New Years is one of the best holidays because it’s occurs all over the globe! If you’re in Europe, or wanting to make your way there, and have a crazy time, the continent will not disappoint. If you’re spending the New Year in one of these countries, you’d better get clued up about some of these strange traditions first and choose your wacky adventure…
During the Belarusian winter festival Kaliady (which last from 25th December to 7th January), single ladies discover whether the New Year will bring them luck in love by playing games. In one, each woman in a group is given a pile of corn and then set on by a rooster – the woman whose corn he goes for will be the first to marry. In another, the unmarried women must search for objects hidden by a married female friend that symbolise their future fortunes – finding a ring means their future husband will be handsome, while finding bread means he shall be rich.
Danes smash plates and glasses against their loved ones’ front doors to bring them luck, and also jump off chairs in one synchronised leap as the clock strikes midnight in order to banish bad spirits.
Traditionally, Estonians eat seven, nine or twelve meals on New Year’ Eve – not only are these lucky numbers, but it is believed that the diner will gain the strength of that many men over the upcoming year. Meals cannot be completely finished through, lest any visiting spirits or ghostly ancestors are peckish.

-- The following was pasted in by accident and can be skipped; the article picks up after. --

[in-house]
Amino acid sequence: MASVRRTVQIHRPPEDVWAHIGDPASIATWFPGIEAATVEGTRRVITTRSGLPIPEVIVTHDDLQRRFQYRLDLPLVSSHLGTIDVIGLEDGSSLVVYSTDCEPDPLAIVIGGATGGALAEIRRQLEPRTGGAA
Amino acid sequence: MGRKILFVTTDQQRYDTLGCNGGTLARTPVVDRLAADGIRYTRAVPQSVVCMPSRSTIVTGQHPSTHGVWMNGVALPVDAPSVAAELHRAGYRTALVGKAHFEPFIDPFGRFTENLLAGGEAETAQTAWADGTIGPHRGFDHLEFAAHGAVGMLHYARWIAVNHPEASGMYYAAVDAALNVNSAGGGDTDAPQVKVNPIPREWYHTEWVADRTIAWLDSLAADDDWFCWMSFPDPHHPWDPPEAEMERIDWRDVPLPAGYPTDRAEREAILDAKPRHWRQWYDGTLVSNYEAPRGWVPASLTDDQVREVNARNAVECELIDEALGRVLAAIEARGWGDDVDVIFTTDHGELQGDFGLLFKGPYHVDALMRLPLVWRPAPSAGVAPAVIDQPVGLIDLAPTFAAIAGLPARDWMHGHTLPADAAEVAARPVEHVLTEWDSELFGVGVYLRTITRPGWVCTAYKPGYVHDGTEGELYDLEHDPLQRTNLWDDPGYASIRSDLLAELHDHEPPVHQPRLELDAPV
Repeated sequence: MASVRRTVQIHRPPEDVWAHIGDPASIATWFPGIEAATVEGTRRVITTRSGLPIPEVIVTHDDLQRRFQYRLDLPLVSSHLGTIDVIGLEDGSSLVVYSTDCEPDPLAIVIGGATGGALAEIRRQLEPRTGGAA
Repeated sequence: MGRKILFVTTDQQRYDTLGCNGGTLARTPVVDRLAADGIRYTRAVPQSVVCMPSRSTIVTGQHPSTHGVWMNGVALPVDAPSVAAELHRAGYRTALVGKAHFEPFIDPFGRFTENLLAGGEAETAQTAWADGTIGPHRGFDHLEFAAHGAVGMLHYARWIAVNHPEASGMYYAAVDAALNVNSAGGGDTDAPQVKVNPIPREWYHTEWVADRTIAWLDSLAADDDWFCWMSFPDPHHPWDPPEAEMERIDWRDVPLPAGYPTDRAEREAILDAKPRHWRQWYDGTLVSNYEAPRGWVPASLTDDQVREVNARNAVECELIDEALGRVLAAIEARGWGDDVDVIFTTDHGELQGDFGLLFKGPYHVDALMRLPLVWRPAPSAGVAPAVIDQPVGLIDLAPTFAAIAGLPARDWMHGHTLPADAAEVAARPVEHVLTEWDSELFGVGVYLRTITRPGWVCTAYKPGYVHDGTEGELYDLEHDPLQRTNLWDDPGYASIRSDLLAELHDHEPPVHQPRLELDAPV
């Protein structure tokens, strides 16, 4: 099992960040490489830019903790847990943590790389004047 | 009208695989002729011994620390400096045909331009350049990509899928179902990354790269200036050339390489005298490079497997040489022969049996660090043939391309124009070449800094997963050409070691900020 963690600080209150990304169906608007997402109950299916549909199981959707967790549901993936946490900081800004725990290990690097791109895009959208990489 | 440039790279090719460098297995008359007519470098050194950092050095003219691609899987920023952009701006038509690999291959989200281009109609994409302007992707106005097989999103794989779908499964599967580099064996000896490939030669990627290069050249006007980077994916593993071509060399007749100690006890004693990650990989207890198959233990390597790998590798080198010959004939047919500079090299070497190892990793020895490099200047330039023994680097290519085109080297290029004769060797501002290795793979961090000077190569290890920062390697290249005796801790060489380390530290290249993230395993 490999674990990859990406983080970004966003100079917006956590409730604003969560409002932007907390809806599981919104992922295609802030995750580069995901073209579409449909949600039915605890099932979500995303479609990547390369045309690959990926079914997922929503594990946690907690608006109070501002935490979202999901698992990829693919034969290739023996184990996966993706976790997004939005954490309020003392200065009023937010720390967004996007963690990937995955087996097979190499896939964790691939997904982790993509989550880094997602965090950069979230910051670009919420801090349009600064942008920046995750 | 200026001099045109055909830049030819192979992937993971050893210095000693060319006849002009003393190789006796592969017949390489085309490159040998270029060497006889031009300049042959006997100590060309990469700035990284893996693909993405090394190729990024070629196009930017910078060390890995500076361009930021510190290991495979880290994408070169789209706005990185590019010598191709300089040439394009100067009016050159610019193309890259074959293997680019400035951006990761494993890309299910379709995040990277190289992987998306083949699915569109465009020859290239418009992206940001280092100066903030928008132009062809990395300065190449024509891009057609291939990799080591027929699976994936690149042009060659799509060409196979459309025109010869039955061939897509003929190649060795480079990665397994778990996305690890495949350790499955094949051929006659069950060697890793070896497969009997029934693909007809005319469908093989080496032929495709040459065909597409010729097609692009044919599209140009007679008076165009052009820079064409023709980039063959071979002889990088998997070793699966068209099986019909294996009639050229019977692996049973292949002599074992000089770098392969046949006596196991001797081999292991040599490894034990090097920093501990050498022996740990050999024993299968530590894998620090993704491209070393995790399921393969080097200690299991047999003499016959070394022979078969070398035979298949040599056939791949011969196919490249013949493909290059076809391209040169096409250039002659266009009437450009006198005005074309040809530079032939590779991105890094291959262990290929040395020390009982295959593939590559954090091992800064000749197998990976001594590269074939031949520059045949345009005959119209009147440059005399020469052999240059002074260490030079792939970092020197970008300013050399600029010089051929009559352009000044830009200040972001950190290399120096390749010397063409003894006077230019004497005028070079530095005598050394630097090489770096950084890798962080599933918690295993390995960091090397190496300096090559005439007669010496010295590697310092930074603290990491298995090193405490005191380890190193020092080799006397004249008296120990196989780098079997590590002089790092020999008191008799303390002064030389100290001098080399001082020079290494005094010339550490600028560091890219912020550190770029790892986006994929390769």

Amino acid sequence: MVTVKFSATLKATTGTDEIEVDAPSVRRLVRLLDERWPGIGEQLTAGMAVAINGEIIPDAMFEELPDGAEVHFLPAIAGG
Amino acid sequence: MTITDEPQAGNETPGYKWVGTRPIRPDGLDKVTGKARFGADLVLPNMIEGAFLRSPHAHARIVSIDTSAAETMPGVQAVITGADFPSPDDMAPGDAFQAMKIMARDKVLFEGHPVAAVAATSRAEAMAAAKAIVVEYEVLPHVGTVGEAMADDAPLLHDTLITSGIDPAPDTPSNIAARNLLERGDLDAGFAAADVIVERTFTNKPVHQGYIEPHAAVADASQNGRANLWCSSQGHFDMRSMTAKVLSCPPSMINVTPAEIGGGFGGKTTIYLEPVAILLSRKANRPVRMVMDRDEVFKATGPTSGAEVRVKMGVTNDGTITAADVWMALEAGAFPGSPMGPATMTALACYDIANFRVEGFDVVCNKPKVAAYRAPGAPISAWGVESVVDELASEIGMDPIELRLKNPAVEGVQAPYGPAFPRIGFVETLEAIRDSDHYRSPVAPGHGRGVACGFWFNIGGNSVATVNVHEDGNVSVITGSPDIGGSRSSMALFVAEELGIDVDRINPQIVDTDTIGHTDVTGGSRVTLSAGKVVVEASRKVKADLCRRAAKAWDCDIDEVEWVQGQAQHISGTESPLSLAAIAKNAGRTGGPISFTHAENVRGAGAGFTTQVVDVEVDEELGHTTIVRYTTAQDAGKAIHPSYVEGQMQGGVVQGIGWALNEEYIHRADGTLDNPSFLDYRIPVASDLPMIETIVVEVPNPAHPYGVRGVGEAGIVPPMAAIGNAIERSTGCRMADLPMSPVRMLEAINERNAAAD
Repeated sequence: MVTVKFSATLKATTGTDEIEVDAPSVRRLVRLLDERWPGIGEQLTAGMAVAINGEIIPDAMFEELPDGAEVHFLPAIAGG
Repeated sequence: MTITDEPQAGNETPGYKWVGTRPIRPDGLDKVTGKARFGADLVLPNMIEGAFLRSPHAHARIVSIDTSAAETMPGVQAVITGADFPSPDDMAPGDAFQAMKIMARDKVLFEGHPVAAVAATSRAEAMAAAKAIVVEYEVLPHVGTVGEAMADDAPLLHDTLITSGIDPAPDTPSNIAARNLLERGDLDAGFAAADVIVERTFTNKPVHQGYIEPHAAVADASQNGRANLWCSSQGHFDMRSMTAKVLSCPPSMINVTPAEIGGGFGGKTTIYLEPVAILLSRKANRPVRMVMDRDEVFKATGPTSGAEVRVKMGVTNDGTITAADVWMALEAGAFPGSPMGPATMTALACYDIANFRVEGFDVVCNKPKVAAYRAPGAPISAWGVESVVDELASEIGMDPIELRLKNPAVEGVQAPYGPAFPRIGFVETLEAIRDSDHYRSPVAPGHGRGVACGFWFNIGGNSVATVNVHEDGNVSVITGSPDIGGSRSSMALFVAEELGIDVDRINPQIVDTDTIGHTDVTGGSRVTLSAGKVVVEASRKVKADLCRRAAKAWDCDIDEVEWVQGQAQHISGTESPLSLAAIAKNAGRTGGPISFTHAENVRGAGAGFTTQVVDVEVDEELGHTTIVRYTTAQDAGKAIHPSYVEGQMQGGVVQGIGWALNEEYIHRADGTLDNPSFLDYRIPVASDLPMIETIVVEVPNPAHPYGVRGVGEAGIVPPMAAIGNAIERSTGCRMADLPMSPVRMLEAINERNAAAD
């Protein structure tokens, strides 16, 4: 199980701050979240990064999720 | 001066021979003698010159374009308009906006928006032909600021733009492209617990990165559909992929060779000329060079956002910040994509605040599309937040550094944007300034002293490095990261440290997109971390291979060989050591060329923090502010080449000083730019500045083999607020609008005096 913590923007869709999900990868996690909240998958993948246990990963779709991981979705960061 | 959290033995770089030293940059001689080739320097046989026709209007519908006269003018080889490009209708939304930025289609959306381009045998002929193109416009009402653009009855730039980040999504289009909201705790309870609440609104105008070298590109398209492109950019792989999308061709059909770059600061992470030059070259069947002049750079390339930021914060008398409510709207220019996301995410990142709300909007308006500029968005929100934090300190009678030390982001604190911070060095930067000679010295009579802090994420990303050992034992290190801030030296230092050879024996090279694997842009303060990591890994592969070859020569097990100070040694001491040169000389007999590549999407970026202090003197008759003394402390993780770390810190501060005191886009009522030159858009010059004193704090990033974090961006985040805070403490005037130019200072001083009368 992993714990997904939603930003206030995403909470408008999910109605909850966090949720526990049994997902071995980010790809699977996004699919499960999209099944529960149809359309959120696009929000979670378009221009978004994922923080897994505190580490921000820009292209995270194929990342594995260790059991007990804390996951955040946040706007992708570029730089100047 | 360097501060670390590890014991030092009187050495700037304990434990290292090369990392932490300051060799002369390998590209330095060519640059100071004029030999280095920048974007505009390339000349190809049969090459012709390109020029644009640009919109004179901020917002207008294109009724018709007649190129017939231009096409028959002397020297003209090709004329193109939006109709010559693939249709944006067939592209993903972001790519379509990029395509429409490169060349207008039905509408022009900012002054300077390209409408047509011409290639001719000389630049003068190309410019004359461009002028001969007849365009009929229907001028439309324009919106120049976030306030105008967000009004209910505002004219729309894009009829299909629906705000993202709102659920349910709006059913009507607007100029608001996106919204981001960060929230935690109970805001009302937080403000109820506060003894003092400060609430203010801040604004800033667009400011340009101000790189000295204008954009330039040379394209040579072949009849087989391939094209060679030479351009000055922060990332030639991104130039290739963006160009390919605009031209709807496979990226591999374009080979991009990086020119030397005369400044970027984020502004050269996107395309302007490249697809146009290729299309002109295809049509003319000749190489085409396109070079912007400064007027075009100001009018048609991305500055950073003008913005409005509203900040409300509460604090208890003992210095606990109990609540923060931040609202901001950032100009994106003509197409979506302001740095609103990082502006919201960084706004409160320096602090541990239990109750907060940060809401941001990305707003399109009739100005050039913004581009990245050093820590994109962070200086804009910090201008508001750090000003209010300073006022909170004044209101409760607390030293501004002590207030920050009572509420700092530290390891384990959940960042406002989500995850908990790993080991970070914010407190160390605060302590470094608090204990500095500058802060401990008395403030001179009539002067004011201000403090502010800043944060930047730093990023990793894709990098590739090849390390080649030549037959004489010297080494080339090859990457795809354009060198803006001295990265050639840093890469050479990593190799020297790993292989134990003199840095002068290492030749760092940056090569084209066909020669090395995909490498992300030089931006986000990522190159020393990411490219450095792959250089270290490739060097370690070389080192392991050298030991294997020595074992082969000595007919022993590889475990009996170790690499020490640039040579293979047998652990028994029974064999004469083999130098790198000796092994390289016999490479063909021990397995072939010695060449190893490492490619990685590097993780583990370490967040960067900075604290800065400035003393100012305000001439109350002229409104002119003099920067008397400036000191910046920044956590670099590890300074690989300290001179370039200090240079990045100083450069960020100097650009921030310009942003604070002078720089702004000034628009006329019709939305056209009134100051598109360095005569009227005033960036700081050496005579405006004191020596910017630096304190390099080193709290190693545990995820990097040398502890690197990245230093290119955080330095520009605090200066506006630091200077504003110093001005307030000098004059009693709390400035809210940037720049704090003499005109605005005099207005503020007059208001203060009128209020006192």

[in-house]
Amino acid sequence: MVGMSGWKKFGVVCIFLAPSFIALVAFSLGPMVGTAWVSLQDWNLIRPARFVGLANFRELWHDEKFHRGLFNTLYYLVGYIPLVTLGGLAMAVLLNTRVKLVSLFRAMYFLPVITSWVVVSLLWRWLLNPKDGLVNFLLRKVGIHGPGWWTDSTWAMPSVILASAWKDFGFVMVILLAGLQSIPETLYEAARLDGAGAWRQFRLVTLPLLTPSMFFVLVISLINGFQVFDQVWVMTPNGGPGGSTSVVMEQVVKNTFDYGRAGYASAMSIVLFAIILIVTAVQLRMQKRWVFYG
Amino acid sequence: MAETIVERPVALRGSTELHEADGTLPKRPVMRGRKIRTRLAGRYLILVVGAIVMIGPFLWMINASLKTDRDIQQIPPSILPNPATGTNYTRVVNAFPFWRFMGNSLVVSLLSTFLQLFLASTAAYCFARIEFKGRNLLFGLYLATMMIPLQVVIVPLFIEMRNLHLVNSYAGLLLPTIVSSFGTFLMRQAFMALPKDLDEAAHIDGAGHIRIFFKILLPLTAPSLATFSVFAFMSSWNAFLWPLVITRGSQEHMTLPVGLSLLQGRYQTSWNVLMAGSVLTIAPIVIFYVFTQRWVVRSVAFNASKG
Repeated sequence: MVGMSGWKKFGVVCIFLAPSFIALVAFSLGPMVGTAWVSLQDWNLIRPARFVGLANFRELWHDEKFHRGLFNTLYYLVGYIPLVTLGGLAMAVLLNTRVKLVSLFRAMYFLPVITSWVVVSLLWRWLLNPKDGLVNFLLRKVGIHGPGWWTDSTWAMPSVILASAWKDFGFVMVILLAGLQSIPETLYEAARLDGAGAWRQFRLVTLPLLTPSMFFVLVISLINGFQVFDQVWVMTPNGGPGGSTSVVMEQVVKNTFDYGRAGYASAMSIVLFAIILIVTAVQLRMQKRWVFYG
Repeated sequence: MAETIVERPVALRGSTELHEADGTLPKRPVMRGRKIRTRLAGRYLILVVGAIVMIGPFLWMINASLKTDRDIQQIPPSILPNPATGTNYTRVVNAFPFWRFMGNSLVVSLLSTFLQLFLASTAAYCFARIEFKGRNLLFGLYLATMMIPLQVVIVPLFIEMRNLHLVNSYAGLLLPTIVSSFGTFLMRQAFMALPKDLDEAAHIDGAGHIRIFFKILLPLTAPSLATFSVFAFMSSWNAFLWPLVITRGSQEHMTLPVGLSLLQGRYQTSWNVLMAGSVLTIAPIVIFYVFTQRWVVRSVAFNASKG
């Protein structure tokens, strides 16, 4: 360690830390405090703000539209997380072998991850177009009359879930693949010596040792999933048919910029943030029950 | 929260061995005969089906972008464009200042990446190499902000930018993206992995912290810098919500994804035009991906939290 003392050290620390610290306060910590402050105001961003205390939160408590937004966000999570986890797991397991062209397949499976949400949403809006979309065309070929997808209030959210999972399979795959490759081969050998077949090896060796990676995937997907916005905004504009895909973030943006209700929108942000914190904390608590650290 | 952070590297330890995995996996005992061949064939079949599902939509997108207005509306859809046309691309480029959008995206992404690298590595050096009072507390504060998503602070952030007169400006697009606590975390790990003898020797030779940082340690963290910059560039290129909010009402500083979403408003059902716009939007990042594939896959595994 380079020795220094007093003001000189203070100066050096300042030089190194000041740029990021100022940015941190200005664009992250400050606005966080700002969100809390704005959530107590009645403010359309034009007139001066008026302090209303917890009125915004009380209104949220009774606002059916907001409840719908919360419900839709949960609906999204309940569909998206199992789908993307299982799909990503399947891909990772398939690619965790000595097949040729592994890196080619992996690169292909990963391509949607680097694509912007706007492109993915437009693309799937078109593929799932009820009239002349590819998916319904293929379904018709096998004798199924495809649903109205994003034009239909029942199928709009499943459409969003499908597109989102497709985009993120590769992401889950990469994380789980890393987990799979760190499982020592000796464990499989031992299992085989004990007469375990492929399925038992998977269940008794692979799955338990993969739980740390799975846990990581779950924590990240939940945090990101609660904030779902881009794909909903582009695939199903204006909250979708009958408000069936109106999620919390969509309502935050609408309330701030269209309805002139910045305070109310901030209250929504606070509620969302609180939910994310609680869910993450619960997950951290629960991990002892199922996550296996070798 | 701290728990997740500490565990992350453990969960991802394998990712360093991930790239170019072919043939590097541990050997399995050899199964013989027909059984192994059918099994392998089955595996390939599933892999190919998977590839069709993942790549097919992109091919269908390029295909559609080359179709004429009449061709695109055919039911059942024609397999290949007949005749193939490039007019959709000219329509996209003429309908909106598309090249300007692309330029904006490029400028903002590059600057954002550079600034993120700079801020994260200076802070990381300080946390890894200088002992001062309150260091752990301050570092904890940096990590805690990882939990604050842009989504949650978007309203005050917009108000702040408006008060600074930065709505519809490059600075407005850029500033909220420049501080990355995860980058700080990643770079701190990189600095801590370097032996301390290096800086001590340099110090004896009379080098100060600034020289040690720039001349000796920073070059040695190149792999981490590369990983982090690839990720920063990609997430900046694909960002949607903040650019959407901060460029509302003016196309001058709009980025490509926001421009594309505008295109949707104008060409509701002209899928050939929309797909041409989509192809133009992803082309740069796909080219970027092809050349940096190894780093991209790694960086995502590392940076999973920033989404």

Finns indulge in a bit of molybdomancy each New Year’ Eve – predicting future fortunes by throwing melted metal into cold water and analysing the result.
For reasons unknown, Germans see in the New Year by watching an old comedy sketch called ‘Dinner for One’, which features 90-year-old Englishwoman Miss Sophie, who’s invited all the friends she has outlived to dinner, and her butler, who stands in for them all and gets drunk as a skunk as a result. The catchphrase “Same procedure as every year!” has made its way into everyday use in Germany, this sketch is so popular. It’s also considered good luck to eat a miniature marzipan pig, or touch a chimney sweep.
Greek children sing New Year carols while adults cook a King’s Pie – an almond cake with a wrapped up coin hidden inside. At midnight, the lights go off so that people can ‘enter the year with a new light’, and then the King’s Pie is eaten. Whoever finds the coin will be lucky for the year to come.
In addition to wearing red underwear for luck, Italians ring in the New Year by eating a spoonful of lentil stew with each clock chime at midnight – the lentils represent coins, and custom says will bring good fortune.
The Dutch tradition of carbide shooting took off after World War II, when farmers at a loose end decided to use the leftover explosives and milk jugs lying about to make some homemade cannons and see in the new year in style.
For Hogmanay, Scots indulge in the tradition of ‘first-footing’, which states that the first person to cross a home’s threshold in the New Year must come bearing a gift for luck (usually whiskey or a lump of coal).
Spanish people stuff 12 grapes into their mouths at midnight – one for each stroke of the clock – before toasting the New Year, to ensure good luck for each upcoming month.
Welsh people get to wake up on New Year’s Day, not just to a pounding hangover, but to gifts such as bread and cheese, thanks to the ancient tradition of giving gifts and money at the start of each year.
Will you be seeing in the New Year in Europe? Let us know how it’s spent.